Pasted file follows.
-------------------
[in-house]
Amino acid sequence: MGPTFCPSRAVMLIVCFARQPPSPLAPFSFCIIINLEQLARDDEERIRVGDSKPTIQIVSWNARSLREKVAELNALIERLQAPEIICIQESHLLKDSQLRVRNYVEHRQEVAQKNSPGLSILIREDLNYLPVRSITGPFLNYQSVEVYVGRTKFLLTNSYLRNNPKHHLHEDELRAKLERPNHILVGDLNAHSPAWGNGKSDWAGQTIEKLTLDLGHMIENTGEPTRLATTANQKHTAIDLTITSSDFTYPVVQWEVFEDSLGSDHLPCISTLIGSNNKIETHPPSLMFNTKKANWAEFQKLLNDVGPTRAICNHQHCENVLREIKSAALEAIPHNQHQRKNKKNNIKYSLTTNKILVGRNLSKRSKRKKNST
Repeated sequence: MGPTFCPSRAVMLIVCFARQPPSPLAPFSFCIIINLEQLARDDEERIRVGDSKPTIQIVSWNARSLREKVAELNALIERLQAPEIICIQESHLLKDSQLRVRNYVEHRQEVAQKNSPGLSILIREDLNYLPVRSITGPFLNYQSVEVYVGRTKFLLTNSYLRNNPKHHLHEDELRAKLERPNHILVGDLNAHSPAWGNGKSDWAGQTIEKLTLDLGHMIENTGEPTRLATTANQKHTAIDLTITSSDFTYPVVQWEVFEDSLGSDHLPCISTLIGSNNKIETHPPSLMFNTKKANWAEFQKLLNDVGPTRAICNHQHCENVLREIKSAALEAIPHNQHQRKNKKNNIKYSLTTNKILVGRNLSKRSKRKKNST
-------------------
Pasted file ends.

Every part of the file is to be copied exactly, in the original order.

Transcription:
[in-house]
Amino acid sequence: MGPTFCPSRAVMLIVCFARQPPSPLAPFSFCIIINLEQLARDDEERIRVGDSKPTIQIVSWNARSLREKVAELNALIERLQAPEIICIQESHLLKDSQLRVRNYVEHRQEVAQKNSPGLSILIREDLNYLPVRSITGPFLNYQSVEVYVGRTKFLLTNSYLRNNPKHHLHEDELRAKLERPNHILVGDLNAHSPAWGNGKSDWAGQTIEKLTLDLGHMIENTGEPTRLATTANQKHTAIDLTITSSDFTYPVVQWEVFEDSLGSDHLPCISTLIGSNNKIETHPPSLMFNTKKANWAEFQKLLNDVGPTRAICNHQHCENVLREIKSAALEAIPHNQHQRKNKKNNIKYSLTTNKILVGRNLSKRSKRKKNST
Repeated sequence: MGPTFCPSRAVMLIVCFARQPPSPLAPFSFCIIINLEQLARDDEERIRVGDSKPTIQIVSWNARSLREKVAELNALIERLQAPEIICIQESHLLKDSQLRVRNYVEHRQEVAQKNSPGLSILIREDLNYLPVRSITGPFLNYQSVEVYVGRTKFLLTNSYLRNNPKHHLHEDELRAKLERPNHILVGDLNAHSPAWGNGKSDWAGQTIEKLTLDLGHMIENTGEPTRLATTANQKHTAIDLTITSSDFTYPVVQWEVFEDSLGSDHLPCISTLIGSNNKIETHPPSLMFNTKKANWAEFQKLLNDVGPTRAICNHQHCENVLREIKSAALEAIPHNQHQRKNKKNNIKYSLTTNKILVGRNLSKRSKRKKNST